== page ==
The serious believer in the function and future of organized religion, therefore, begins to pick up heart, and is inclined to turn upon the bewailers of present ecclesiastical calamity, with their mental background of good old times, and borrowing a little of their own exaggerated ardor, to cry: —
‘What good old times? Good old times, when for the quibble of a text men excommunicated each other, or for a difference about the sacrament made the ground run red with human blood! when James said of the Puritans, “I will make them conform or I will harry them out of the land,” and the Puritans turned the compliment upon the Baptists and the Quakers! Good old times, when the Congregationalists of Massachusetts and the Episcopalians of Virginia were bent on state churches, supported by a public tax, and when as late as 1833 even Lyman Beecher bewailed it as an intolerable disaster that folk of a persuasion other than his own were no more compelled to contribute to his salary! Good old times, when the elders, with a tankard of ale, walked down the aisle in the middle of the sermon, that the preacher might refresh himself before he proceeded with the next two hours of homily; and when in Connecticut a minister in jail for felony had his prison limits extended to take in the brewery which he owned, and where his presence was required for business!
‘Good old times, when no Governor Hughes could claim the allegiance of the people of the churches in his assault on gambling, but when many a church edifice in Greater New York was erected by a lottery! Good old times, when the Edinburgh Conference, the greatest ecumenical gathering in Christendom’s history, would have been a wild impossibility for at least two reasons: that the severed branches of the church were bitterly hostile, not fraternally coöperative, and that the majority of American Protestants were anti-missionary! Good old times, doubtless, when books like Christianity and the Social Crisis, The Social Teaching of Jesus, Jesus Christ and the Social Question, were undreamed of; and Tennyson’s aunt, so his biographer tells us, used rather to weep by the hour over the goodness of God, and say, “ Has he not damned most of my friends? But me, — me he has picked out for eternal salvation, me who am no better than my neighbors!”
‘What good old times? When Dean Swift wrote to Stella, “ I was early in to see the Secretary Bolingbroke, but he was gone to receive the sacrament. Several rakes did the same. It was not for piety, but for employment, according to Act of Parliament ”? When were the good old times? When Sunday, as Ruskin said, cast, its shadow over him three days in advance? When you were fined five dollars in Massachusetts for every church service that you missed? When Jonathan Edwards pictured God holding sinners over a brimstone pit, likely any minute to let go? Or, are these discouraged critics of the modern church thinking of the halcyon days when Calvin said, “The future appals me. I dare not think of it. Unless the Lord descends from heaven, barbarism will engulf us ”?’
That the church meets a crisis today, no one doubts. Shall theology relegate countless laborious tomes to the dust-heap without a struggle, when evolution upsets old premises and compels a readjustment of religion’s basic ideas? Shall not the church, with a small van and a large, straggling rearguard, dawdle along on the forced march toward a new camping-ground, with innumerable shufflings and evasions, petty compromises, blind obscurantisms, and absurd denials ? It has never been otherwise. The pleasantly human and ingenuous custom of theology, as of all other organized systems of thought, has always been to kick a new truth round the block and then welcome it as a long-lost brother.
Said Martin Luther, ‘People gave ear to an upstart astrologer who strove to show that the earth revolves. . . . This fool wishes to reverse the entire science of astronomy; but sacred Scripture tells us that Joshua commanded the sun to stand still, and not the earth.’ Even a century later Father Inchofer exclaimed, ‘The opinion of the earth’s motion is of all heresies the most abominable, the most pernicious, the most scandalous; the immovability of the earth is thrice sacred; argument against the immortality of the soul, the existence of God, and the incarnation, should be tolerated sooner than an argument to prove that the earth moves.’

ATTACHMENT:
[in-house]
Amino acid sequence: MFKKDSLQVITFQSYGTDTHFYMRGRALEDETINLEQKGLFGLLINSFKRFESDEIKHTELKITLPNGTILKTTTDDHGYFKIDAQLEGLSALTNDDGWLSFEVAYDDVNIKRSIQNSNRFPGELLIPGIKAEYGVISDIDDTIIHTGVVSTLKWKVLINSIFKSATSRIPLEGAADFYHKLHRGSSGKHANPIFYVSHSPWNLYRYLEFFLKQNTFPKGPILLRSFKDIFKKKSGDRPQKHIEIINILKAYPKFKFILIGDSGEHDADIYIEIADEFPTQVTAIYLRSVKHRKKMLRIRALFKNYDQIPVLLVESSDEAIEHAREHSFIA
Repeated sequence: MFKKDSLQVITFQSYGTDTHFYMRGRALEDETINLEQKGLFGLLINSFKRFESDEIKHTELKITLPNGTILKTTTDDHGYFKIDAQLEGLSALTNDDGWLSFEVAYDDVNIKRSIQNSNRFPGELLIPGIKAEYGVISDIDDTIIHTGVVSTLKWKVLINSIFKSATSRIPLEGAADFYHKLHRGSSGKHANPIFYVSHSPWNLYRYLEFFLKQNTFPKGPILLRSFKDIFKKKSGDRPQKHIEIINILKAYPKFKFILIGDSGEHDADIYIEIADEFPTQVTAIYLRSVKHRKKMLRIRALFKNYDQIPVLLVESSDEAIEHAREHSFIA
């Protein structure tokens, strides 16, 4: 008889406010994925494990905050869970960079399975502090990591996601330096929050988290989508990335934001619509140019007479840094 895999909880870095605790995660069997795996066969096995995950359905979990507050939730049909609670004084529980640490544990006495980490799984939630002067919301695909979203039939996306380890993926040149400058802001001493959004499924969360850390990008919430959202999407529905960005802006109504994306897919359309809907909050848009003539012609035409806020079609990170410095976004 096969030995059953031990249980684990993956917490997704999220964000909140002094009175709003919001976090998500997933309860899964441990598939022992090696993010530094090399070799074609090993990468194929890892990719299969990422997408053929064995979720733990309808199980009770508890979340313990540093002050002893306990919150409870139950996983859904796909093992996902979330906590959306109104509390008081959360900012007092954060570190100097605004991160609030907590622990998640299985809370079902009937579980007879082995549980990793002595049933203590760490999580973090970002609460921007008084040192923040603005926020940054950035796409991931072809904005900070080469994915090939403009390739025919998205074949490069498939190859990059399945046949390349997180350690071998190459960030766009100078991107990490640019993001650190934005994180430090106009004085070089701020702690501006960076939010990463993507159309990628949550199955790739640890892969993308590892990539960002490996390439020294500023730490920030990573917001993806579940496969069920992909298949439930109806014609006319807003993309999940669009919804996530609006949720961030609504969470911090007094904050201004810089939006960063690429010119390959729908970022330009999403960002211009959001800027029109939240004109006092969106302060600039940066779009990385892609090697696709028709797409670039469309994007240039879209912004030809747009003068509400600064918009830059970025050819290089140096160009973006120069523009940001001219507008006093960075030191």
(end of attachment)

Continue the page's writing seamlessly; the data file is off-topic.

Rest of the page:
There never have been any good old times.
The growth of the factory system, the amazing increase in urban population, the bewildering kaleidoscope of social reconstruction, these and their kin create a crisis. Shall the church, adapted in organization and method to an age of agriculture and domestic manufacture, confused in thought by the left-overs of an exaggerated individualism, go through no spasms in her attempts at readjustment? A few of her sons, the prophets of the new church yet to be, throw themselves into the social mêlée; but the major part of them, as usual, remain within the walls of their little spiritual gymnasia, pulling on the exercisers that are good indeed for raising moral muscle, but are not belted in anywhere to the big business of the world. It has never been otherwise. This modern social crisis is the result of the amazing transformation of the western world from autocratic monarchies to democratic states. Did not the church in that crisis stammer and stutter her way toward a new phrasing of her social creed? After her long aristocratic training of seventeen centuries, with Rome for her nurse and Europe’s kings for tutors, she acted like some Prince Hamlet habituated to the scenery of his royal court, who suddenly finds himself amid the setting of A Midsummer Night’s Dream, with Quince the carpenter, Snug the joiner, Bottom the weaver, and a bellows-mender, a tinker, and a tailor on the stage. Shall he not be tongue-tied, or else most inept and ridiculous, when first he tries to trim his courtly mien and purse his princely lips for democratic speech? So the church hemmed and hawed then, as now, over the difficult business of readaptation. Granted that the new democracy was in part the fruit of the church’s ideal of brotherhood, nevertheless she got on ill with it at first, as to-day she does but slowly adjust herself to the new social spirit. Then, as now, Job’s complaint about the ostrich was applicable: ‘She is hardened against her young ones as though they were not hers.’